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38 CONTACT LENS USE UNDER ADVERSE CON Z)mONS and are therefore the favored prosthesis when contact lenses do not offer a specific advantage. 4. Spectacles should be required as a backup for ad contact lens-wearing aviators and should be kept on their persons during missions, except when equipment incompatibilities preclude their use. Spectacles should be available as a backup to contact lenses in case lens wear must be terminated mid-mission due to lens loss, discomfort, irritation, foreign body involvement, or other complications. This is standard practice in the Air Force and should be adopted by all the services. 5. Spectacle acuity should be checked when contact lenses are fitted and occasional) thereafter so that contact lenses and spectacles match. Checking spectacle acuity against contact lens acuity will ensure that aviators can easily move from using one to using the other without untoward visual effects. LENS FITTING BY QUALIFIED SPECIALISTS 6. The determination of who should wear contact lenses should be made by qualified ophthalmic specialists. 7. The fitting of contact lenses should be performed on) by qualified specialists tie., optometrists or-ophthalmologists). The fit of a contact lens can make the lens comfortable or unbearable, prone to complications or relatively benign. Lens fitting is an exacting skill. Without a professional determination of who should wear contact lenses, followed by a professional fitting, the chances of complications or less-than-perfect vision resulting from the lenses are greatly increased. REGULAR FOLLOW-UP CARE BY QUALIFIED SPECIALISTS 8. After initial fitting, follow-up exams should be conducted quarter) or as shorts,' thereafter as possible. Without at least an annual exam, the contact lens wearer should be grounded. 9. Follow-up should be conducted by qualified ophthalmic personnel only. 10. Follow-up exams must be fully documented, including lens choice, complications, and reasons for discontinuing contact lens use, and the data collected at a central location. Competent follow-up care is as essential to the success of contact lens wear and the avoidance of complications as is proper fit, especially in the
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RECOMMENDATIONS 39 frequent and regular basis if possible complications are to be detected before they become debilitating. Penalties should apply to those unable to meet the necessary care schedule. Information gathered from these exams should form part of a centrally located data base that can be used to assess the performance of various lens models or lens care schemes, as well as to critically evaluate the contact lens program in terms of actual complication rates experienced in the various aviation settings. OPIIMAL LENS lYPE 11. Unless medical indicated, rigid lenses (both PMMA and REP lensesJ should not be used in any of the aviation environments considered due to their sensitivity to particulate contamination. While it may be true that military aviators have successfully employed PMMA and RGP lenses in many cases, we have concluded that, over the longer term, the use of these lenses in high-particulate environments such as aircraft cabins poses a higher risk than the use of hydrogel lenses. ~ 12. Hydrogel lenses of as low a water content as feasible (60 percent or less) should be worn in F-A-R and helicopter units. Hydrogel lenses of as low a water content as possible offer the least risk in terms of particulate sensitivity, while minimizing the desiccating effects of low humidity. In a low water content lens, the lens reaches a steady state more quickly, water loss slows, and the properties of the lens stabilize. Hydrogel lenses are also most amenable to the concept of flexible wear, because, with proper fitting, intermittent wear is possible without adaptation problems. It should be noted that the working group views the prognosis for the benign use of contact lenses in helicopter units as poor. Unsanitary field conditions, possible lens wear beyond safe limits, and a high particulate level will probably lead to high dropout rates and disability for more than a few aviators. However, given the stated need for contact lenses on these missions, extended wear hydrogel lenses are certainly the most appropriate choice. 13. Contact lenses should not be used aboard T-T-B airport because they offer no clear advantage over spectacles in this environment, except in certain special cases (e.g. operator of filet loading boom). The working group sees no overriding advantage to using contact lenses in anything other than high-performance aircraft and helicopters, except in special cases. This is not to say that contact lenses cannot be used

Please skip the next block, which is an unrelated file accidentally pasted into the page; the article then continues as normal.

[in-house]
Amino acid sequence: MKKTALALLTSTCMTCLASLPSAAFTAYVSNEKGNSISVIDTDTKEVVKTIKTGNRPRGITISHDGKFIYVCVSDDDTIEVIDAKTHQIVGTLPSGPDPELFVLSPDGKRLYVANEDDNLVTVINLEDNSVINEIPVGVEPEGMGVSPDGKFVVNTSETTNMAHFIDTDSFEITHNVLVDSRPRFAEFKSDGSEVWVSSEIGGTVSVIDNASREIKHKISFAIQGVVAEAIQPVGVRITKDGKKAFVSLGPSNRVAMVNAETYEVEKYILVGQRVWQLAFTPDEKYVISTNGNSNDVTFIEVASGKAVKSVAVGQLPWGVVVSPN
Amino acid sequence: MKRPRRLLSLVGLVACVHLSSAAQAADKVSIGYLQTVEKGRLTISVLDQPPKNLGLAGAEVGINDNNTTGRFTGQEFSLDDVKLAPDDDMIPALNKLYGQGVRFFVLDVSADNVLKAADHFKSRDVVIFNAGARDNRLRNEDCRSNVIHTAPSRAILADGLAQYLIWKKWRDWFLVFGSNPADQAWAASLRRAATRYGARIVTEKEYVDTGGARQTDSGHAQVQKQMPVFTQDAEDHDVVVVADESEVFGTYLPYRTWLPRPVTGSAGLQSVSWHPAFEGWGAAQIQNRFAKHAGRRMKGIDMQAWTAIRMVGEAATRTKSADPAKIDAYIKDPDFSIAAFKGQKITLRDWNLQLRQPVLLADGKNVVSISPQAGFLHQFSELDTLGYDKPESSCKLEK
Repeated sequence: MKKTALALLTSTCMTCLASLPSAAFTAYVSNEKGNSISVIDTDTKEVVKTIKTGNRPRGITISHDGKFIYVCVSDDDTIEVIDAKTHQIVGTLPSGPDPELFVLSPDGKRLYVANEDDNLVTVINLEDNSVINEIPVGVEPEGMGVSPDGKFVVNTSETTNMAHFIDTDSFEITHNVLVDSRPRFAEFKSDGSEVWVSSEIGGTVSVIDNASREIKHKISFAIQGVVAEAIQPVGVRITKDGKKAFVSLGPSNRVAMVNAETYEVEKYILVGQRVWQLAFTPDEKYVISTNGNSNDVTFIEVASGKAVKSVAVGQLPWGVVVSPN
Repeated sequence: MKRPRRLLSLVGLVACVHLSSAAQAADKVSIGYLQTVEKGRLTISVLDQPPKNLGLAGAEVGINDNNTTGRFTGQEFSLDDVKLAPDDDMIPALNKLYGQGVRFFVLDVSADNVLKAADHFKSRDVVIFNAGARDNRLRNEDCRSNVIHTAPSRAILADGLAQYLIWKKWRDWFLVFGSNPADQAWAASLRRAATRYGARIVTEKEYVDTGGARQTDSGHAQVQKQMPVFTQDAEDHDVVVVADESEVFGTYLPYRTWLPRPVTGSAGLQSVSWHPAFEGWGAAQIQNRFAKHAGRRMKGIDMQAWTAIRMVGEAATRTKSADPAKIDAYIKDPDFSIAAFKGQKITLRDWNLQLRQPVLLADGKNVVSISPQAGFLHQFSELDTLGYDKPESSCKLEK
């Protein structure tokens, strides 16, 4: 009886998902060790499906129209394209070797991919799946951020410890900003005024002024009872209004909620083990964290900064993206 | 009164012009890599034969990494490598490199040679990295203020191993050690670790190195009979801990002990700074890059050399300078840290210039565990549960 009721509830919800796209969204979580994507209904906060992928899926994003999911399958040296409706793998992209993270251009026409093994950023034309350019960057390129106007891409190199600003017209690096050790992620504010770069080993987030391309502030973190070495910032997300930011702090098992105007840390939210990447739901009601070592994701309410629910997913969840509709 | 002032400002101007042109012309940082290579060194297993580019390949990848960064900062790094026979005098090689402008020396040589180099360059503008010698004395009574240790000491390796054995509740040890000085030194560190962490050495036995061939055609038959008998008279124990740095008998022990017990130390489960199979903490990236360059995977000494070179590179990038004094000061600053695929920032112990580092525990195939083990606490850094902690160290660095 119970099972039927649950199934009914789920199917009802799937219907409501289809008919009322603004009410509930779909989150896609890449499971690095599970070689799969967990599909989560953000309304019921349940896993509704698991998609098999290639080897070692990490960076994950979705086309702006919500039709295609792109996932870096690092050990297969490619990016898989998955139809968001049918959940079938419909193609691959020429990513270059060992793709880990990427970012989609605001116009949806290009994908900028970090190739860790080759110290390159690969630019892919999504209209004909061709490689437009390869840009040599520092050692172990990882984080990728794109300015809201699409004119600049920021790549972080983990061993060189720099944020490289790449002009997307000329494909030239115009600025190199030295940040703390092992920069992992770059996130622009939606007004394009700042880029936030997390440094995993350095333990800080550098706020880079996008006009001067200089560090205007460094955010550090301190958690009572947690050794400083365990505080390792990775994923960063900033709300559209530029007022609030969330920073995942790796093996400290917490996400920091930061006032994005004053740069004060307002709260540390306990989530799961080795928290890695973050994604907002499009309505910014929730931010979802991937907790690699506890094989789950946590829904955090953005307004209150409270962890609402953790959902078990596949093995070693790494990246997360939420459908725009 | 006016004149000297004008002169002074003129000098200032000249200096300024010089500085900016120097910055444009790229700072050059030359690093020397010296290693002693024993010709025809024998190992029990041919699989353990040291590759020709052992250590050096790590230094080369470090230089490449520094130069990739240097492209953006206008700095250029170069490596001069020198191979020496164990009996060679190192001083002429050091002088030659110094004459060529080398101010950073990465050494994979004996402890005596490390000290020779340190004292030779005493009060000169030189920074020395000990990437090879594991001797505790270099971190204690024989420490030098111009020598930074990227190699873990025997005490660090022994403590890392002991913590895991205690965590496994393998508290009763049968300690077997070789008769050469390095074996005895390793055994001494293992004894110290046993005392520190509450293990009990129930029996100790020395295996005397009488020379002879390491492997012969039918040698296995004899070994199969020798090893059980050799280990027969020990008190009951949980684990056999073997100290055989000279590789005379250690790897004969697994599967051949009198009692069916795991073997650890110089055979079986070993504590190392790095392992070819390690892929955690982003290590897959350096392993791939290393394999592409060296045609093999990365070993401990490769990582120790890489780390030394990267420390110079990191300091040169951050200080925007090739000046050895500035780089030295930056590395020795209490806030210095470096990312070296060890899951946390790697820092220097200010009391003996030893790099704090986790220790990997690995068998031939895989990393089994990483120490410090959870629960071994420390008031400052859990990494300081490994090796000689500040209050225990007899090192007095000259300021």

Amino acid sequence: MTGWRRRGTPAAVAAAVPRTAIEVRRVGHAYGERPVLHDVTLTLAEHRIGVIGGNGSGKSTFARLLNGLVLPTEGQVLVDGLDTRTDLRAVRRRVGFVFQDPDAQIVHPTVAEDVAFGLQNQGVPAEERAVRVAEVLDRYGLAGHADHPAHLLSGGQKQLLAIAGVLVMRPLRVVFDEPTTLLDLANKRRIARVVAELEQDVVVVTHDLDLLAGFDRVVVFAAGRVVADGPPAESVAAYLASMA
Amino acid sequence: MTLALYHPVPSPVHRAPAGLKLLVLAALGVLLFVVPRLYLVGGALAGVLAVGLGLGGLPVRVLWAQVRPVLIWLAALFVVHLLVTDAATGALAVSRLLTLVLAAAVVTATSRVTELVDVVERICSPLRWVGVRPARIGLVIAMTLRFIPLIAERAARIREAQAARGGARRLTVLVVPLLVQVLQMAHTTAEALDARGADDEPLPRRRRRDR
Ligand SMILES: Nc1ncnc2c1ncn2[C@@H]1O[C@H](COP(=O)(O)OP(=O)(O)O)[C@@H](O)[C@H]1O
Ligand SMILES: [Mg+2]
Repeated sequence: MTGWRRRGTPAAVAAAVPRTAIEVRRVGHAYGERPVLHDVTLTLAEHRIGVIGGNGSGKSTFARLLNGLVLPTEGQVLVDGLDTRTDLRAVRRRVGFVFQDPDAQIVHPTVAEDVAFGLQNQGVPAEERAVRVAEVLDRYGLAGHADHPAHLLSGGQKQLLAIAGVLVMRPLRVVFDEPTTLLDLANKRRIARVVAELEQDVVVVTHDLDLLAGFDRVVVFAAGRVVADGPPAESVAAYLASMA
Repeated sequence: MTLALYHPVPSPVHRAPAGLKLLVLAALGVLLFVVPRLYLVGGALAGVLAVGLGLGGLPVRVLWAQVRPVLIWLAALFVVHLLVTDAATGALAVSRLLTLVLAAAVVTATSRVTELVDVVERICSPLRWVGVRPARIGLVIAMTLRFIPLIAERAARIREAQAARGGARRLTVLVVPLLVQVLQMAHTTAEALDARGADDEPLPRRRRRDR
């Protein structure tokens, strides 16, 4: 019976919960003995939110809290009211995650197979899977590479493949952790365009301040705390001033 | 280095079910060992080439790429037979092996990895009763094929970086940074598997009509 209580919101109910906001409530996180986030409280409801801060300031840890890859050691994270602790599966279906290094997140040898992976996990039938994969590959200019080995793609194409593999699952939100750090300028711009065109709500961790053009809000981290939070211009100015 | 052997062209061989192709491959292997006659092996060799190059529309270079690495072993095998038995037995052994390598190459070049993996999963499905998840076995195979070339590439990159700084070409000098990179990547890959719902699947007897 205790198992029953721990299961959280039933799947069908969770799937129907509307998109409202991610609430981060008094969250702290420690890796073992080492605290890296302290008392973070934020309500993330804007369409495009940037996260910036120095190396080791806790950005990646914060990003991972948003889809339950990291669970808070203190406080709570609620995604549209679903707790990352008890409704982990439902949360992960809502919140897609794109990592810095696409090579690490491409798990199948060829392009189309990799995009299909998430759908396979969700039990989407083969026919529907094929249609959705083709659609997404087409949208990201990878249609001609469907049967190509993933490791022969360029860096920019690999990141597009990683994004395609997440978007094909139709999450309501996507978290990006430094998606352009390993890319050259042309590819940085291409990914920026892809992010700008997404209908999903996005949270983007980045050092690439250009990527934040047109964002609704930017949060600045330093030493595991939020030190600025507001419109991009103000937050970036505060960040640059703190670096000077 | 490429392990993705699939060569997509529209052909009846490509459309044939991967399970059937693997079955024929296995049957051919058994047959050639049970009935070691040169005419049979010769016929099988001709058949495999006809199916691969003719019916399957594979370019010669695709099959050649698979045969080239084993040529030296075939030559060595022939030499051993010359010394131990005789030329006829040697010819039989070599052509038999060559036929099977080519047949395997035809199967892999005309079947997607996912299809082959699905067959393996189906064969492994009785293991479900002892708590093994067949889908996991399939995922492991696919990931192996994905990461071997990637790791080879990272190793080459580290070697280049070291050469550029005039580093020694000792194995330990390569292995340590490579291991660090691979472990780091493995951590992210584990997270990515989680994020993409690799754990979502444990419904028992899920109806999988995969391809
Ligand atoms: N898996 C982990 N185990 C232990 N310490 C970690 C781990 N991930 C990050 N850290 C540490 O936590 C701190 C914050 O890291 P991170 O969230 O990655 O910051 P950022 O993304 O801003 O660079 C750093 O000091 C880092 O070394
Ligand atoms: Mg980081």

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40 CONTACT ~ INS USE UNDER ADVERSE CONDITIONS successfully in the T-T-B environment if a definite advantage to their use emerges in the future. Contact lens use should be disallowed, however, in all but essential situations. CONCLUSION As a final comment, the working group notes with dismay that aircraft systems are not generally designed with ophthalmic considerations in mind. This is true for everything from heating and air conditioning systems to chemical protective hoods to sophisticated optical steering and targeting devices. Retrofitting to accommodate the belated input of the ophthalmic community seems to be common, but it is rarely satisfactory. The result is a foreclosing of options, as in the Army's chemical protective hood, for which spectacle use is impossible and contact lenses are the only remaining possibility for those needing vision correction. With the level of refractive errors common today among military aviators, this approach is clearly counterproductive. Consultation with the military ophthalmic community in the early phases of hardware design could reduce incompatibility with ophthalmic needs and increase the range of options available to cope with vision defects. Although such an approach might well reduce the military advantages of contact lenses in aviation by reducing spectacle-incompatible designs, it might also reduce the risks currently associated with aviation use of contact lenses.